The Minnesota Association of REALTORS just published, in our monthly real estate publication, a few thoughts regarding the "new normal" for both life as Minnesotans, and life in the world of real estate. Here is a summary of the real estate portion of this article in italics, with our personal findings in non-italics.
1. Smaller, less-maintenance housing units.
As households continue to shrink (less kids, more singles) the consumer will have less time or desire to maintain a large housing structure. Instead they will seek smaller, maintenance-free housing units. Think about the substantial growth in the Minneapolis Condo market. Smaller units, no maintenance, nice amenities, privacy. Some folks challenge the privacy statement....
This is interesting, especially considering the larger-than-usual inventory of ramblers on the market in West Savage right now. Once thought to soon be the new hot-button for our retiring Baby Boomers, the new demand seems to be simplify simplify simplify. More and more Boomers are seeking townhomes or maintenance-free housing units. At a low cost. With no yard work.
2. Townhomes/patiohomes and perhaps variations will also become popular.
Some will be established for people who want the best elements found in a single family home - without most of the work.
3. More single-family home remodeling to accommodate adult children unable to secure employment opportunities in the "New Normal".
Career jobs available to young people with high school diplomas or less are slowly being eliminated in America. Instead, there is a more fundamental shift in the work force. With more and more people pursuing community college and older workers re-entering the workforce, employers seeking laborers have a large pool of trained/experienced candidates to choose from. This places the potential worker with less education/no experience at a significant disadvantage. ... this makes living on their own a real challenge.
We briefly hinted to this emerging trend on West Savage Blog earlier this year. We are just beginning to see the trend of homes being completed with separate living quarters for grown children residing with parents and/or aging parents.
That does not mean there will not be some new construction, just nothing like we became accustomed to during the late 1990's and early part of this decade. Remodeling will pick up some of the slack for the building trades, but the cost of remodeling and the added regulatory barriers that are triggered when pulling a building permit will cause many to attempt a "fixer upper" project.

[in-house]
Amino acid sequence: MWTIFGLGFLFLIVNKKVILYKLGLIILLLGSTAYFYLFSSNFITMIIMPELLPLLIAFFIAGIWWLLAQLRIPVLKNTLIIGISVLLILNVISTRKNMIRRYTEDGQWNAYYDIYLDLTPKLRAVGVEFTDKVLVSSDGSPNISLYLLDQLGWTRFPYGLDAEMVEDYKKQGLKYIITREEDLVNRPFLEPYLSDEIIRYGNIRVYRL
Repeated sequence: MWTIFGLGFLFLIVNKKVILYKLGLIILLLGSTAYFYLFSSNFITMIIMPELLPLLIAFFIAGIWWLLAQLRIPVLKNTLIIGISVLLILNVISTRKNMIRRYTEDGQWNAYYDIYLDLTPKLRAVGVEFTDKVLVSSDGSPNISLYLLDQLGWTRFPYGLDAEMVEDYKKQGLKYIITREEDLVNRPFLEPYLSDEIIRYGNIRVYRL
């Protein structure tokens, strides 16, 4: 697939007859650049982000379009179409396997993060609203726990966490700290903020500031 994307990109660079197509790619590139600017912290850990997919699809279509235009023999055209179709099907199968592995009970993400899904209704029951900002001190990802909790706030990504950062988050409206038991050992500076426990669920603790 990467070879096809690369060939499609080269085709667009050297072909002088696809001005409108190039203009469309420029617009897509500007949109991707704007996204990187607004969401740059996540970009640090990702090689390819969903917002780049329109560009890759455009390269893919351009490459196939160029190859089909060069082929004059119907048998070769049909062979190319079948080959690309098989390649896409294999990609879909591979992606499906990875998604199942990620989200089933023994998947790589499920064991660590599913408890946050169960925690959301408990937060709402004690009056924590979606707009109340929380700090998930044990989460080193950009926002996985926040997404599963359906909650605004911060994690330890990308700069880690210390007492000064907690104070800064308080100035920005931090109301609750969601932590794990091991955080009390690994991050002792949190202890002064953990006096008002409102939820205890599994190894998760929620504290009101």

We are in a unique position in West Savage, in that our local marketplace borders an area in Shakopee rife with foreclosed and short-saled vacant lots, just to the West off County 16/Eagle Creek. For almost half of West Savage located in school district 720, buyers are having the choice of buying a home in Shakopee schools where they can build a newer home closer to schools for less money than buying an existing home. This has been a huge driving factor for much West Savage inventory. The good news is these lots are fast-disappearing and so we expect this trend to phase out in the fairly-near future.
5. Leasing will increase as consumers want less personal responsibility - not more.
Think about the lack of maintenance in homes...today. Think about this phrase - buy it, use it, wear it out, throw it out. Does that describe today's consumer? Why wouldn't consumers - especially with the significant increase in single-person households - begin to look at housing as an expendable item? Is that not what they do with cars? Lease a nice auto, drive it for 2-4 years, then get rid of it for something new and more exciting.
This is definitely a trend we are seeing. We are still seeing homeowners walking away from homes. Of course, many of these have fallen on hardships. But, we are also seeing many of them tell us straight-out that they just don't want the house anymore, even though they can make the payments. They just want something different. On a couple of occasions, we have offers come in on listings from buyers who are letting their current homes slip into foreclosure, and want to buy a new house before the late payments begin showing up on their credit reports. No doubt about it...there are people out there working the system. We are seeing homes badly abused, with doors and countertops, appliances and furnaces ripped out, trim and carpet removed, and holes in the walls. People are packing up and buying - or building. Consumers ARE treating housing as expendable. Pride in the home, while still very much alive in many communities, is not what it used to be.
6. Time shares could be a tremendous alternative for time-starved consumers
unwilling to spend their weekends doing yard work and building maintenance on a second home. It is hardly a vacation when you spend a significant amount of your free time mowing and maintaining your "vacation home".
Lake homes in the northern part of the state are taking a large hit, as consumers are not wanting to spend the time, money and effort to drive to a home to do the labor on the house, lot, dock and boat. This is a trend we will be watching more closely in the future. For those into that sort of thing, now is a good time to start looking for a lake home.